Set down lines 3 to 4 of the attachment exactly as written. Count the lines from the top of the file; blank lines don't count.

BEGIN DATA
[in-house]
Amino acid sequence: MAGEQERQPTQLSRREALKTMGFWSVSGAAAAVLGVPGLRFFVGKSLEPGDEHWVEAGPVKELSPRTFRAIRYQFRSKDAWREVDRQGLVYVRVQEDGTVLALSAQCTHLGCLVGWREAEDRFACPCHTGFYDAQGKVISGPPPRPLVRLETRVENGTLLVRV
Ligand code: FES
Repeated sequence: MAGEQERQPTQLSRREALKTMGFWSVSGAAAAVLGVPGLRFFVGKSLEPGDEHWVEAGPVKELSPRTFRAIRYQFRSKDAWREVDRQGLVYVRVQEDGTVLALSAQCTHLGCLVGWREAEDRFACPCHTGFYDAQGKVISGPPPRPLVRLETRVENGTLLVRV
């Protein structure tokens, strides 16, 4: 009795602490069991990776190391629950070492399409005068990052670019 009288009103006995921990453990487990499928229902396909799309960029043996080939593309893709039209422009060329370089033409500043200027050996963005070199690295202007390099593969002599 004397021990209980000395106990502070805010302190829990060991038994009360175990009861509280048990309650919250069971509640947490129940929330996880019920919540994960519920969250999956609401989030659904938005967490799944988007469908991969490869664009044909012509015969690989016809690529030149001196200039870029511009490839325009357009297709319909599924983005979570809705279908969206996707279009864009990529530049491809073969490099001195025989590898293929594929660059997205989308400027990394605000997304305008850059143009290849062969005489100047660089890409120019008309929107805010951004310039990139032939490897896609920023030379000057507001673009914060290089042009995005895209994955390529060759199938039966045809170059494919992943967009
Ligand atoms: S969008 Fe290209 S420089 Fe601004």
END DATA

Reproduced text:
Ligand code: FES
Repeated sequence: MAGEQERQPTQLSRREALKTMGFWSVSGAAAAVLGVPGLRFFVGKSLEPGDEHWVEAGPVKELSPRTFRAIRYQFRSKDAWREVDRQGLVYVRVQEDGTVLALSAQCTHLGCLVGWREAEDRFACPCHTGFYDAQGKVISGPPPRPLVRLETRVENGTLLVRV